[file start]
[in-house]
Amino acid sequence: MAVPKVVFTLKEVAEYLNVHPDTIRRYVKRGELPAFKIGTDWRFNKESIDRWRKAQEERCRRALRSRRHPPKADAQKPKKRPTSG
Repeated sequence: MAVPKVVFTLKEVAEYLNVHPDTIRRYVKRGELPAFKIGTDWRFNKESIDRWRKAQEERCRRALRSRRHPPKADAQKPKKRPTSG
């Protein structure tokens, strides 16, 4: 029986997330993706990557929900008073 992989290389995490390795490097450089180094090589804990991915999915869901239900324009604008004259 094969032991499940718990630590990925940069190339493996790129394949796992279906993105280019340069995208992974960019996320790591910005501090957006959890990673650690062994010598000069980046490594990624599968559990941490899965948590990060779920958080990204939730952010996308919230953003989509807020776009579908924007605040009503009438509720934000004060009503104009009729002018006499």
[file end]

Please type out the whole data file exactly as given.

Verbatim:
[in-house]
Amino acid sequence: MAVPKVVFTLKEVAEYLNVHPDTIRRYVKRGELPAFKIGTDWRFNKESIDRWRKAQEERCRRALRSRRHPPKADAQKPKKRPTSG
Repeated sequence: MAVPKVVFTLKEVAEYLNVHPDTIRRYVKRGELPAFKIGTDWRFNKESIDRWRKAQEERCRRALRSRRHPPKADAQKPKKRPTSG
């Protein structure tokens, strides 16, 4: 029986997330993706990557929900008073 992989290389995490390795490097450089180094090589804990991915999915869901239900324009604008004259 094969032991499940718990630590990925940069190339493996790129394949796992279906993105280019340069995208992974960019996320790591910005501090957006959890990673650690062994010598000069980046490594990624599968559990941490899965948590990060779920958080990204939730952010996308919230953003989509807020776009579908924007605040009503009438509720934000004060009503104009009729002018006499």